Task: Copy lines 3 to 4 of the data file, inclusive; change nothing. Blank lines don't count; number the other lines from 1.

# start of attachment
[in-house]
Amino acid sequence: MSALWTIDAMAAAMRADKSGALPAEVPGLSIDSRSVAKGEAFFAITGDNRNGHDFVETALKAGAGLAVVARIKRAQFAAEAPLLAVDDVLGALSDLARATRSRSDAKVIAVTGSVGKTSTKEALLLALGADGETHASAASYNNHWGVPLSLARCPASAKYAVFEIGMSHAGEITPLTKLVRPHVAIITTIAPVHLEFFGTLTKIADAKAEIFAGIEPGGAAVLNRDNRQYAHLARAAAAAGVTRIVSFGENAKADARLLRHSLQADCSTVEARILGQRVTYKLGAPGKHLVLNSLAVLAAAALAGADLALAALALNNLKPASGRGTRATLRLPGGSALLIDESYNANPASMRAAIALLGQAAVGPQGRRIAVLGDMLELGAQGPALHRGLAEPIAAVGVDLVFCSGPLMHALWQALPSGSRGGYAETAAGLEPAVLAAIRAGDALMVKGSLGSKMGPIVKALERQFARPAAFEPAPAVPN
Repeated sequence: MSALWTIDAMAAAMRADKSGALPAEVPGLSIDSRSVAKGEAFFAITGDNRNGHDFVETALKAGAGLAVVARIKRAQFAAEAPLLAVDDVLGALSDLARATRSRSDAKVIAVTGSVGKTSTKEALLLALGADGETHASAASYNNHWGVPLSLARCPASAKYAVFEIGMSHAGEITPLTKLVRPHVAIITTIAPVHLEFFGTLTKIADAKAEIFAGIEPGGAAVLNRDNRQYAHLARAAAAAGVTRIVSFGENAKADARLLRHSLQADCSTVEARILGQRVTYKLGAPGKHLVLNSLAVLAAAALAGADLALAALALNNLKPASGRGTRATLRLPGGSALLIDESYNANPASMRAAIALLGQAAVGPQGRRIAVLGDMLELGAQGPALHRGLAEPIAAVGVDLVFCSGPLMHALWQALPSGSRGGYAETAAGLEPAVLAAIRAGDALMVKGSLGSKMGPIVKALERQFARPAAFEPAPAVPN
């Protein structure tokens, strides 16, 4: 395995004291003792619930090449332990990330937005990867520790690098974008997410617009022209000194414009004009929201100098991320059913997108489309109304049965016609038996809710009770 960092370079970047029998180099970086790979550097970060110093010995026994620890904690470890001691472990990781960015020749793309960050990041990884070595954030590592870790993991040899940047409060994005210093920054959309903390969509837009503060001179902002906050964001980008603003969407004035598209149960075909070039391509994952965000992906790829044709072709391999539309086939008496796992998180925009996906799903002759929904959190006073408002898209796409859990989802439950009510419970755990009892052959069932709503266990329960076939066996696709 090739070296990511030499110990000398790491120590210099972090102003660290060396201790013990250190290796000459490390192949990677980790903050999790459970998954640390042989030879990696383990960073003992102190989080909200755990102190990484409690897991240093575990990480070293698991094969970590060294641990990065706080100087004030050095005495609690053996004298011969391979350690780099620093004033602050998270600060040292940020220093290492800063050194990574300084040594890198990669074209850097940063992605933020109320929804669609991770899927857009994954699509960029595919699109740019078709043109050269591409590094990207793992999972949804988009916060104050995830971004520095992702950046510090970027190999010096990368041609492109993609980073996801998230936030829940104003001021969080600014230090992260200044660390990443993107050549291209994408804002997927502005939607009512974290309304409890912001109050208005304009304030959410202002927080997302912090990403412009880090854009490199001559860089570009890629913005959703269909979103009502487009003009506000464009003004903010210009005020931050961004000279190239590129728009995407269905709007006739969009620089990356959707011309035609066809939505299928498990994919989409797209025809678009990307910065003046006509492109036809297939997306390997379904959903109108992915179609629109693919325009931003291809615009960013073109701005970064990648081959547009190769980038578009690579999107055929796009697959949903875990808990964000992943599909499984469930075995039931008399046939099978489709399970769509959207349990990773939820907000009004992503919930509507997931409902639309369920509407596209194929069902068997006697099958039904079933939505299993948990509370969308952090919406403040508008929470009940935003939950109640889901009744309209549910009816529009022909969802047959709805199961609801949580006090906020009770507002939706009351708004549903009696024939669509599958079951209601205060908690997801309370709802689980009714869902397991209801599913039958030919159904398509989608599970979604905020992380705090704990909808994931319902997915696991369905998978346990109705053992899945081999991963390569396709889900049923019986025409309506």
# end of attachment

Repeated sequence: MSALWTIDAMAAAMRADKSGALPAEVPGLSIDSRSVAKGEAFFAITGDNRNGHDFVETALKAGAGLAVVARIKRAQFAAEAPLLAVDDVLGALSDLARATRSRSDAKVIAVTGSVGKTSTKEALLLALGADGETHASAASYNNHWGVPLSLARCPASAKYAVFEIGMSHAGEITPLTKLVRPHVAIITTIAPVHLEFFGTLTKIADAKAEIFAGIEPGGAAVLNRDNRQYAHLARAAAAAGVTRIVSFGENAKADARLLRHSLQADCSTVEARILGQRVTYKLGAPGKHLVLNSLAVLAAAALAGADLALAALALNNLKPASGRGTRATLRLPGGSALLIDESYNANPASMRAAIALLGQAAVGPQGRRIAVLGDMLELGAQGPALHRGLAEPIAAVGVDLVFCSGPLMHALWQALPSGSRGGYAETAAGLEPAVLAAIRAGDALMVKGSLGSKMGPIVKALERQFARPAAFEPAPAVPN
């Protein structure tokens, strides 16, 4: 395995004291003792619930090449332990990330937005990867520790690098974008997410617009022209000194414009004009929201100098991320059913997108489309109304049965016609038996809710009770 960092370079970047029998180099970086790979550097970060110093010995026994620890904690470890001691472990990781960015020749793309960050990041990884070595954030590592870790993991040899940047409060994005210093920054959309903390969509837009503060001179902002906050964001980008603003969407004035598209149960075909070039391509994952965000992906790829044709072709391999539309086939008496796992998180925009996906799903002759929904959190006073408002898209796409859990989802439950009510419970755990009892052959069932709503266990329960076939066996696709 090739070296990511030499110990000398790491120590210099972090102003660290060396201790013990250190290796000459490390192949990677980790903050999790459970998954640390042989030879990696383990960073003992102190989080909200755990102190990484409690897991240093575990990480070293698991094969970590060294641990990065706080100087004030050095005495609690053996004298011969391979350690780099620093004033602050998270600060040292940020220093290492800063050194990574300084040594890198990669074209850097940063992605933020109320929804669609991770899927857009994954699509960029595919699109740019078709043109050269591409590094990207793992999972949804988009916060104050995830971004520095992702950046510090970027190999010096990368041609492109993609980073996801998230936030829940104003001021969080600014230090992260200044660390990443993107050549291209994408804002997927502005939607009512974290309304409890912001109050208005304009304030959410202002927080997302912090990403412009880090854009490199001559860089570009890629913005959703269909979103009502487009003009506000464009003004903010210009005020931050961004000279190239590129728009995407269905709007006739969009620089990356959707011309035609066809939505299928498990994919989409797209025809678009990307910065003046006509492109036809297939997306390997379904959903109108992915179609629109693919325009931003291809615009960013073109701005970064990648081959547009190769980038578009690579999107055929796009697959949903875990808990964000992943599909499984469930075995039931008399046939099978489709399970769509959207349990990773939820907000009004992503919930509507997931409902639309369920509407596209194929069902068997006697099958039904079933939505299993948990509370969308952090919406403040508008929470009940935003939950109640889901009744309209549910009816529009022909969802047959709805199961609801949580006090906020009770507002939706009351708004549903009696024939669509599958079951209601205060908690997801309370709802689980009714869902397991209801599913039958030919159904398509989608599970979604905020992380705090704990909808994931319902997915696991369905998978346990109705053992899945081999991963390569396709889900049923019986025409309506």